# A triangle has corners at #(5 ,6 )#, #(4 ,3 )#, and #(2 ,2 )#. What is the area of the triangle's circumscribed circle?

To solve use the following:

- Area of circle
#A=π*r^2# - Equation of circle
#(x-x_0)^2+(y-y_0)^2=r^2# - Know that all corners are points of the circle, so they satisfy the

equationAnswer is:

#A=π*12.5~=39.27#

- Know that all corners are points of the circle, so they satisfy the

- Equation of circle

The area of the circle is:

By expanding the identities:

By expanding the identities:

By expanding the identities:

Substitute equation (4) in (5):

Now that the coordinates of the circles center are known, the equation of the circle can be taken for any of the three known points. Let's pick for example point (2,2):

Finally, the area of the circle is:

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To find the area of the circumscribed circle of a triangle, we need to first find the circumradius ( R ), which is the radius of the circle that passes through all three vertices of the triangle. Then, we can use the formula for the area of a circle, ( A = \pi R^2 ).

To find the circumradius ( R ), we can use the formula:

[ R = \frac{abc}{4A} ]

Where ( a ), ( b ), and ( c ) are the lengths of the sides of the triangle, and ( A ) is the area of the triangle.

We can find the lengths of the sides of the triangle using the distance formula:

[ d = \sqrt{(x_2 - x_1)^2 + (y_2 - y_1)^2} ]

Once we have the lengths of the sides, we can use Heron's formula to find the area of the triangle:

[ A = \sqrt{s(s-a)(s-b)(s-c)} ]

Where ( s ) is the semi-perimeter of the triangle, given by ( s = \frac{a + b + c}{2} ).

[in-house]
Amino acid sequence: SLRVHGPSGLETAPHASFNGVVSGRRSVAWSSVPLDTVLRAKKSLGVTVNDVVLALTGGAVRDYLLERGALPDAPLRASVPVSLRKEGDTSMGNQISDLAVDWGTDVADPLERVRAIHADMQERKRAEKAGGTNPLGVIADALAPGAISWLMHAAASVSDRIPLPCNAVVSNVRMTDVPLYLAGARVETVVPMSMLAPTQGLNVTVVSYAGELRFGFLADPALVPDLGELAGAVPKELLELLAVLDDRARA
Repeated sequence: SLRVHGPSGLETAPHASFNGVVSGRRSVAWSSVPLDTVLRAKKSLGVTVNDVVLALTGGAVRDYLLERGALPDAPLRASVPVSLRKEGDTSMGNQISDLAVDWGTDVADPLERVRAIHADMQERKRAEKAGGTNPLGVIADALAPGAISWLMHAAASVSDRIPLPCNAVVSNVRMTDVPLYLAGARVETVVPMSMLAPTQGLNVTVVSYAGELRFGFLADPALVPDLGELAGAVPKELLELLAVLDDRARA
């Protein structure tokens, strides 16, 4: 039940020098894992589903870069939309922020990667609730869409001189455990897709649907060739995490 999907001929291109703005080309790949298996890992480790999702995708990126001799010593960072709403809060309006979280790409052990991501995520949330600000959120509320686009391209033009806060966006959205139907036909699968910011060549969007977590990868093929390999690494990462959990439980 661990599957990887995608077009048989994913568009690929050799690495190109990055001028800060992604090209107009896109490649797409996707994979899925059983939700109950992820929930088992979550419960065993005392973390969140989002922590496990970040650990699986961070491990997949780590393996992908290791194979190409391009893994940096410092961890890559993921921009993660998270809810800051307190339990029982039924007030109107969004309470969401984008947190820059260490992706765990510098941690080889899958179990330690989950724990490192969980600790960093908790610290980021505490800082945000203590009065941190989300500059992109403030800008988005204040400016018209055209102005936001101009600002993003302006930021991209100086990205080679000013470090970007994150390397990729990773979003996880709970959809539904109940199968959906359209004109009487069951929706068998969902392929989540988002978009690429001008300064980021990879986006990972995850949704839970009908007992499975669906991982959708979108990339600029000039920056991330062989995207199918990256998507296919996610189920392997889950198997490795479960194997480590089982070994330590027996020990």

Finally, we can substitute the values of ( a ), ( b ), ( c ), and ( A ) into the formula for ( R ) and then use ( R ) to find the area of the circumscribed circle.

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When evaluating a one-sided limit, you need to be careful when a quantity is approaching zero since its sign is different depending on which way it is approaching zero from. Let us look at some examples.

When evaluating a one-sided limit, you need to be careful when a quantity is approaching zero since its sign is different depending on which way it is approaching zero from. Let us look at some examples.

When evaluating a one-sided limit, you need to be careful when a quantity is approaching zero since its sign is different depending on which way it is approaching zero from. Let us look at some examples.

- What is the equation of the circle with a center at #(-4 ,2 )# and a radius of #7 #?
- A circle has a chord that goes from #(2 pi)/3 # to #(7 pi) / 8 # radians on the circle. If the area of the circle is #18 pi #, what is the length of the chord?
- Two circles have the following equations #(x -8 )^2+(y -2 )^2= 36 # and #(x -1 )^2+(y +5 )^2= 81 #. Does one circle contain the other? If not, what is the greatest possible distance between a point on one circle and another point on the other?
- A triangle has vertices A, B, and C. Vertex A has an angle of #pi/6 #, vertex B has an angle of #(pi)/12 #, and the triangle's area is #24 #. What is the area of the triangle's incircle?
- Points #(5 ,2 )# and #(4 ,4 )# are #(5 pi)/3 # radians apart on a circle. What is the shortest arc length between the points?

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